We have used MapSplice to investigate significant differences in alternative splicing between a set of basal and luminal breast cancer tissues. Experimental validation of 20 exon skipping events by quantitative RT–PCR (qRT–PCR) correctly identified isoform proportions that are highly correlated (Pearson's correlation = 0.86) with their estimates based on splice junctions. Splice junctions also recapitulated the difference between molecular subtypes of breast cancer. On a global level, the proportion of splice junctions in various categories of alternative splicing was concordant with a previous RNA-seq study.

MATERIALS AND METHODS

The goal of MapSplice is to find the exon splice junctions present in the sampled mRNA transcriptome, and to determine the most likely alignment of each mRNA sequence tag to a reference genome. Each tag corresponds to a number of consecutive nucleotides read from an mRNA transcript, where the length of the tag is determined by the protocol and the sequencing technology. For example, the Illumina Genome Analyzer IIx generates over 20M tags of size up to 100 bp per sequencing lane.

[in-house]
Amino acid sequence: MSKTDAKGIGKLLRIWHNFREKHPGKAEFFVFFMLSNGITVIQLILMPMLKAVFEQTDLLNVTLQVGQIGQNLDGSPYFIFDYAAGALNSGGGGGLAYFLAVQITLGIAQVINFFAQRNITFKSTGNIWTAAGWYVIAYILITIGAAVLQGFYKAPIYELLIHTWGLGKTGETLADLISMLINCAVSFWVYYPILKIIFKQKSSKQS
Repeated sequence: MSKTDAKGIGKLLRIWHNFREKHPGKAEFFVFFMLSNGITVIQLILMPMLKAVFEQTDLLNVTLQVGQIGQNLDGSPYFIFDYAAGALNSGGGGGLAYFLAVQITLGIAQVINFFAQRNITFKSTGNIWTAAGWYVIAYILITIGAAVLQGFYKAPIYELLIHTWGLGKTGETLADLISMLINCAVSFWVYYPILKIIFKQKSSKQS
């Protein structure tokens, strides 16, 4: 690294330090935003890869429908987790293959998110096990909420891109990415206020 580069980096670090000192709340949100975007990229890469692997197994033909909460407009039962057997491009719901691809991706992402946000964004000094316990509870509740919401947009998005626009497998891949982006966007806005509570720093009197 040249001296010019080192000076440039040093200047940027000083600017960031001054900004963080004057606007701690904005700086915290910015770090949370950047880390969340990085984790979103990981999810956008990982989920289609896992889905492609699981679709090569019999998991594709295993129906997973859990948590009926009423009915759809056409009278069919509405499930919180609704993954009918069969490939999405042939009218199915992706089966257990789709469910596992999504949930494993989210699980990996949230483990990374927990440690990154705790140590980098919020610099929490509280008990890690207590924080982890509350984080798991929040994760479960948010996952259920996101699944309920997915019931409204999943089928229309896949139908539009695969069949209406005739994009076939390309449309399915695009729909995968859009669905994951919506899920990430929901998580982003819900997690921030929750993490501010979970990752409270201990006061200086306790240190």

MapSplice operates in two phases to achieve its goal. In the ‘tag alignment' phase, candidate alignments of the mRNA tags to the reference genome G are determined. Tags with a contiguous alignment fall within an exon and can be mapped directly to An external file that holds a picture, illustration, etc.
Object name is gkq622i2.jpg but tags that include one or more splice junctions require a gapped alignment, with each gap corresponding to an intron spliced out during transcription. Since multiple possible alignments may be found, the result of this phase is, in general, a set of candidate alignments for each tag.